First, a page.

six is to be life from the dead to the six hundred what then? W. T. Gidney The
History of The London Society For Promoting Christianity Among The Jews. 1908 pg
The casting off of the Jews, was our calling; but the calling of the Jews shall
not be our casting off, but our greater enriching in grace, and that two ways:
First in the regard of the company of believers, when the thousands of Israel
shall come in, which shall doubtless cause many Gentiles which now lie in
ignorance, error and doubt, to receive the gospel and join in with them. The
world shall then be a golden world, rich in golden men. Secondly, in respect of
the graces, which shall then in more abundance be rained down upon the
church." The Works of Elnathan Parr, 3rd ed. 1633 pg 175
"O to see the sight, next to Christ's Coming in the clouds, the most
joyful! Our elder brethren the Jews fall
upon one another's necks and kiss each other! They have been long asunder; they
will be kind to one
another when they meet. O day! O longed for and lovely day - dawn! O sweet Jesus
let me see that sight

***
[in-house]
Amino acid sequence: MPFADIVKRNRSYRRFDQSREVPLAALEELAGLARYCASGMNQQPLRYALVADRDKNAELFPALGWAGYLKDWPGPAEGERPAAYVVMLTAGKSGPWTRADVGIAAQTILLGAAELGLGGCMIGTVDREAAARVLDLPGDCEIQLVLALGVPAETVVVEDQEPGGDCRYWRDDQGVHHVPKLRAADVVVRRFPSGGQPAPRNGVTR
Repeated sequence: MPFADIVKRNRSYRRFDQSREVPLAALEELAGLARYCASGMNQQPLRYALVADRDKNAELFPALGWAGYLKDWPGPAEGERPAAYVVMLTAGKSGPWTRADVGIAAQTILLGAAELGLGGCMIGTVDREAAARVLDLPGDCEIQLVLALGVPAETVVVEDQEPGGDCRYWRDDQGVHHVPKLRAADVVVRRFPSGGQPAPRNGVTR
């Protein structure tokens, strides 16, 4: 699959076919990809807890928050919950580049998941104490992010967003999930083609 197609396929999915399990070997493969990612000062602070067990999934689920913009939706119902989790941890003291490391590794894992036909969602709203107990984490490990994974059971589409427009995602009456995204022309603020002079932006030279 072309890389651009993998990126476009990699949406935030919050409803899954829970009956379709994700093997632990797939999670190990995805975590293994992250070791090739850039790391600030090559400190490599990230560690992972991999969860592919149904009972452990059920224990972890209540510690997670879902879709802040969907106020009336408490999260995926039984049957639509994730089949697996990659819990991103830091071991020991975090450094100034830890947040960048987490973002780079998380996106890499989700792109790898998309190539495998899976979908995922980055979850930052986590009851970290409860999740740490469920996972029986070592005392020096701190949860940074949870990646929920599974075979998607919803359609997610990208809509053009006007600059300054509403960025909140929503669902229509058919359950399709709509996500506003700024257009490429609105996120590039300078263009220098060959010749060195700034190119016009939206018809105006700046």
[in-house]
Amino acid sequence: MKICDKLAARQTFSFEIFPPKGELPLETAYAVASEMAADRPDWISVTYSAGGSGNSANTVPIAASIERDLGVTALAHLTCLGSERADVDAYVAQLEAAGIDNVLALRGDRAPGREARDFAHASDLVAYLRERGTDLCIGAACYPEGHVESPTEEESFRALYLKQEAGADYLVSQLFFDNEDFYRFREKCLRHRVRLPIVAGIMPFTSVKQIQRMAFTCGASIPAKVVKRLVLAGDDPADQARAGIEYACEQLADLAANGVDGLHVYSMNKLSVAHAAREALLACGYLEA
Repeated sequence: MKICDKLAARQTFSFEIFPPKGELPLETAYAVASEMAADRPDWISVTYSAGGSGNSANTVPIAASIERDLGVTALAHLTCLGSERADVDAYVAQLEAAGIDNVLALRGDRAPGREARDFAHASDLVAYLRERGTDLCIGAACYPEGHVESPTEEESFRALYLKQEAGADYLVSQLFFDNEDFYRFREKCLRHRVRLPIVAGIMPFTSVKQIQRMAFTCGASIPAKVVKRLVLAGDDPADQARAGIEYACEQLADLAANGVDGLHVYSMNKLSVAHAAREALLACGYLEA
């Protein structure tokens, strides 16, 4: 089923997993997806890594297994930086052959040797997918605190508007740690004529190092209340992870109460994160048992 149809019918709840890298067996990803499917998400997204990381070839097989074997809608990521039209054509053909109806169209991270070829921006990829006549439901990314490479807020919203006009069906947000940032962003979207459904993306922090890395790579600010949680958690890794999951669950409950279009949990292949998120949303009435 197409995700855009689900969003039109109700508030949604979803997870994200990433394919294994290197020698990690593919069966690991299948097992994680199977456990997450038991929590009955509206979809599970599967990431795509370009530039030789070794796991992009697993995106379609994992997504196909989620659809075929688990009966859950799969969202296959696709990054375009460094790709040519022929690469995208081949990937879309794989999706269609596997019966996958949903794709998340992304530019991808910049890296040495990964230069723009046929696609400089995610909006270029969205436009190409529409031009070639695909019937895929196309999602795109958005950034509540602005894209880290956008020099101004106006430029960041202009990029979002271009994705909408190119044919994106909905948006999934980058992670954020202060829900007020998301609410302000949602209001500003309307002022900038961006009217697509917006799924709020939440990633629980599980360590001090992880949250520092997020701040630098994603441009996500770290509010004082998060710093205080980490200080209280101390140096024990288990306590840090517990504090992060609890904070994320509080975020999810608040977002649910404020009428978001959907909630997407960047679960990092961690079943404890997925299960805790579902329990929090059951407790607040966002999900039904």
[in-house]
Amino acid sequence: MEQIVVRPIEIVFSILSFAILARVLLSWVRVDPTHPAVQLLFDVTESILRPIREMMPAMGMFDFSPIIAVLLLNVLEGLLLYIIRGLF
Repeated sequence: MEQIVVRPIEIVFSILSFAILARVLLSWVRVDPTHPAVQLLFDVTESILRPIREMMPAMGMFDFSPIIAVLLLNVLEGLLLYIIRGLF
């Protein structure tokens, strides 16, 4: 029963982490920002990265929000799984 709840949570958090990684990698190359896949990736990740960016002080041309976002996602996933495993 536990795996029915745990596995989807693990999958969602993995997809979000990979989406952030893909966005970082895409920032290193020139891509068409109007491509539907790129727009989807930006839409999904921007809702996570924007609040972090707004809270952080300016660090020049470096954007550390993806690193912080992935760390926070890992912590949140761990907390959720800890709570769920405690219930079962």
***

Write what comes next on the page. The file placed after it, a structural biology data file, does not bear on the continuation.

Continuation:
which will be as life from the dead, thee and thy ancient people in mutual
O that there were nations, kindreds, tongues, and all the people of Christ's
habitable world, encompassing
his throne with cries and tears for the spirit of supplication to be poured down
on the inhabitants of Judah for that effect.
Letters of Samuel Rutherford Bonar's edition, pg 122-3 and early letters of
" Methinks I hear the nation of the Jews ( for such is the cry of their
case) crying aloud to you from their dispersion, We were once the Church of God,
beloved, while you were not; we have now been rejected of God for more than
sixteen hundred years, because of our unbelief, and for this long, very long
while, wrath to the uttermost hath been lying upon us! There are many promises
and predictions that we shall be grafted in again...Pray therefore, and wrestle
with God, that he may, according to his promise, pour forth upon the Spirit of
grace and supplication, that we may look upon him whom we have pierced, and
mourn"... Help us with your prayers." A Second Volume of Sermons 1750